Today was a half-day at the kids’ school which means that I had less time than ever to get everything done before they got home. They have requested that this week I pick them up as car riders. They also don’t like to be the last people picked up so therefore I go to the school an hour before dismissal and sit in the parking lot. Not really the parking lot – I park my car in the line of cars that have already gotten there before me, which is a parking lot of sorts. I generally take that time to organize my handbag or retrieve lost library books or even pull all of the candy wrappers, books, pencils, papers and other items that seem to collect in the doors of my car out and into some sort of organized chaos. Although those are worthy efforts and I always feel better when they’re completed – I took my time today to write the blog as I waited.
In less than an hour this car will be filled – with my girls and two friends additionally. We will head to the park where I am confident I will have to squeeze into a tiny un – air conditioned bathroom multiple times as everyone will need to pee but no one will have to go at the same time. It will likely be brutally hot and I may encounter melt downs if the slide can’t be shared or God forbid other children are already taking up the swings. I will question my decision making and my sanity as they declare themselves too hot, too bored, or too hungry to stay. (Even though there is shade, a playground and an abundance of snacks to go around). Once we do leave they will assert that they weren’t ready to go.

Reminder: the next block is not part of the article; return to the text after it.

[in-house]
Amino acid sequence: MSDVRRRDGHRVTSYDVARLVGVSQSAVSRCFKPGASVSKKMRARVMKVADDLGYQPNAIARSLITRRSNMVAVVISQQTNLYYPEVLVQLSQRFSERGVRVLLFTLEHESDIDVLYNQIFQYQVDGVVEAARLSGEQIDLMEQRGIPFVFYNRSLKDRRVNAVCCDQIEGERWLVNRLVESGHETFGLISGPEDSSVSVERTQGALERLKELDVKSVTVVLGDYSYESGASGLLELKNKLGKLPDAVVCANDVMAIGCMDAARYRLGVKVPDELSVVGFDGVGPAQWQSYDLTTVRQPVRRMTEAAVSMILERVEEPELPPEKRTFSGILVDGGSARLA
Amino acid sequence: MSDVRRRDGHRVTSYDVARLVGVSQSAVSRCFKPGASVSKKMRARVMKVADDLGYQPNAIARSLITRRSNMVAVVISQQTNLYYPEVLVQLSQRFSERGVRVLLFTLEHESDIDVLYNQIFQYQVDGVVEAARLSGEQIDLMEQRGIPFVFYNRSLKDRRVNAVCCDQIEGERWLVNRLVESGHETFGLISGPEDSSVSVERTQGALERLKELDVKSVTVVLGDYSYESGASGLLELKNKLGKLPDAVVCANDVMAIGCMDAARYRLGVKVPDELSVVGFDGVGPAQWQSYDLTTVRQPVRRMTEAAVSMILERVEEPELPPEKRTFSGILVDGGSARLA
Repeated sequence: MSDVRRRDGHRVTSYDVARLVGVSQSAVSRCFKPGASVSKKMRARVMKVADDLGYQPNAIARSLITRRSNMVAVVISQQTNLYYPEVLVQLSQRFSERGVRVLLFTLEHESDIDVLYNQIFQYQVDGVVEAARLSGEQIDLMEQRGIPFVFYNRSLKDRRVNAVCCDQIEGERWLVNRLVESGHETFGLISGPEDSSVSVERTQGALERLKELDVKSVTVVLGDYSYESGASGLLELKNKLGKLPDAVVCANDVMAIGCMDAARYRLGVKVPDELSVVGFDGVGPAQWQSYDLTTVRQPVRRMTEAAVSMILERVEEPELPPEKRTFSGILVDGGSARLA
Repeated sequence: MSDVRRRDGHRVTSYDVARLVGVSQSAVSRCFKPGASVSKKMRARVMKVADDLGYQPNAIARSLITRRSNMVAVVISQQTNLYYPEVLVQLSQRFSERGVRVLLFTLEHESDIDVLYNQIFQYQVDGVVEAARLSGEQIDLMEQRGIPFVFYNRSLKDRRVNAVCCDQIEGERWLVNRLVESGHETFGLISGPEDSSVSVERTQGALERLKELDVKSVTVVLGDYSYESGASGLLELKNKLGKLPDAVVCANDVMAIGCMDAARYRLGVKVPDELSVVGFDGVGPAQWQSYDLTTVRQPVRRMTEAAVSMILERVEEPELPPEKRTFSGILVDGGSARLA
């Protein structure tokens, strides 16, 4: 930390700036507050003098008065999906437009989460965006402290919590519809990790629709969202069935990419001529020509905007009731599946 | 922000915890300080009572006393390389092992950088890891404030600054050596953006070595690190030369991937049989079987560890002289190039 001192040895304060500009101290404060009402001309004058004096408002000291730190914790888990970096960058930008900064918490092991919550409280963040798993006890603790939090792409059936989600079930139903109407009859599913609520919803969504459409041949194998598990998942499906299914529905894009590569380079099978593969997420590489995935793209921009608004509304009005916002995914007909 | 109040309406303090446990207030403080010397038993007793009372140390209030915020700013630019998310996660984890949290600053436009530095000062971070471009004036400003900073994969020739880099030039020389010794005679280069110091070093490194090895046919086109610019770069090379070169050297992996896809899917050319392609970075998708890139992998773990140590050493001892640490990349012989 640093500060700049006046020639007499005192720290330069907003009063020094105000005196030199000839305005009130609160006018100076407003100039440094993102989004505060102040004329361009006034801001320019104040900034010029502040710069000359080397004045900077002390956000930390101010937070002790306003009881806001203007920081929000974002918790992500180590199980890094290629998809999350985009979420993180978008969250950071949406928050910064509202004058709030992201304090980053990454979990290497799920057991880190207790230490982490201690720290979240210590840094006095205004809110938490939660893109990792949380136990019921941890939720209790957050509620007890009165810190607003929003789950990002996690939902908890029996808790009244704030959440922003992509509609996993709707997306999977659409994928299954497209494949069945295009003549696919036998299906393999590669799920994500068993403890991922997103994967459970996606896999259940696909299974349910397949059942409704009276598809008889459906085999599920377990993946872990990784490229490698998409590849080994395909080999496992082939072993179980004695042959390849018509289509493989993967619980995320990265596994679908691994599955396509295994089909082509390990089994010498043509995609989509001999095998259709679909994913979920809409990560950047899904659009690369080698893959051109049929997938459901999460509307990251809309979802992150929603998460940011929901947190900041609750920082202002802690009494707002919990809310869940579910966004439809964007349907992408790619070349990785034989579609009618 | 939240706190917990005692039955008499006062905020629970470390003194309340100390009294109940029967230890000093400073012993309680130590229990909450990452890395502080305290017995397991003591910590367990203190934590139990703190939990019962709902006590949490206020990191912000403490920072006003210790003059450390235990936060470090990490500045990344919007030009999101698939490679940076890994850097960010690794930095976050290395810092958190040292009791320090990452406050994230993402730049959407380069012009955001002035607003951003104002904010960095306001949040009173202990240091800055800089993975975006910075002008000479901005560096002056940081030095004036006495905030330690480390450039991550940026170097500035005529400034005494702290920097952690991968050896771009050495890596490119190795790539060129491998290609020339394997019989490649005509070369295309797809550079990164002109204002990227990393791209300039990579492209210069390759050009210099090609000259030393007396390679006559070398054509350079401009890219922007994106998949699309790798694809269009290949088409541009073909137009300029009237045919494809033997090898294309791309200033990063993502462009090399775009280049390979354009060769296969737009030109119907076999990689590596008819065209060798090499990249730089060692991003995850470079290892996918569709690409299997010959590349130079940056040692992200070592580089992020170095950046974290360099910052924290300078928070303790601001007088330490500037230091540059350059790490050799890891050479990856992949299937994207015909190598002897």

Although this sounds a lot like complaining – and it is at this point, really – the kids will recall it differently, as they usually do. There will be no memory of how hot it was no mention of the condition of the bathroom, or the availability of the structures. The kids will joyfully recount climbing to the top of the rock wall or beating each other at hide and seek.
So while I sit here in the quiet that I thought I wanted (and I do appreciate) I am going to remain grateful for the temporary solitude. Because I know that one day sooner than I can imagine half days aren’t going to mean sitting in a parking lot and waiting for children. They won’t even be written on the calendar at some point.
One day I will have a car where nobody sticks the remnants of a rice crispy treat in the side pocket of the door. There will be no crayons rolling from side to side as I turn a corner too sharply and I know in my heart that I will miss all of it. A few hours ago I was beyond frustrated as I piled up my stacks of returns and made a list of all the errands I had to do. But as I zipped through them quickly and without an entourage I found myself anticipating the time I would once again spend having my thoughts drowned out by the tales of kindergarten and third grade treachery and I could hardly wait for it. Lucky for me it will only be another 15 minutes or so.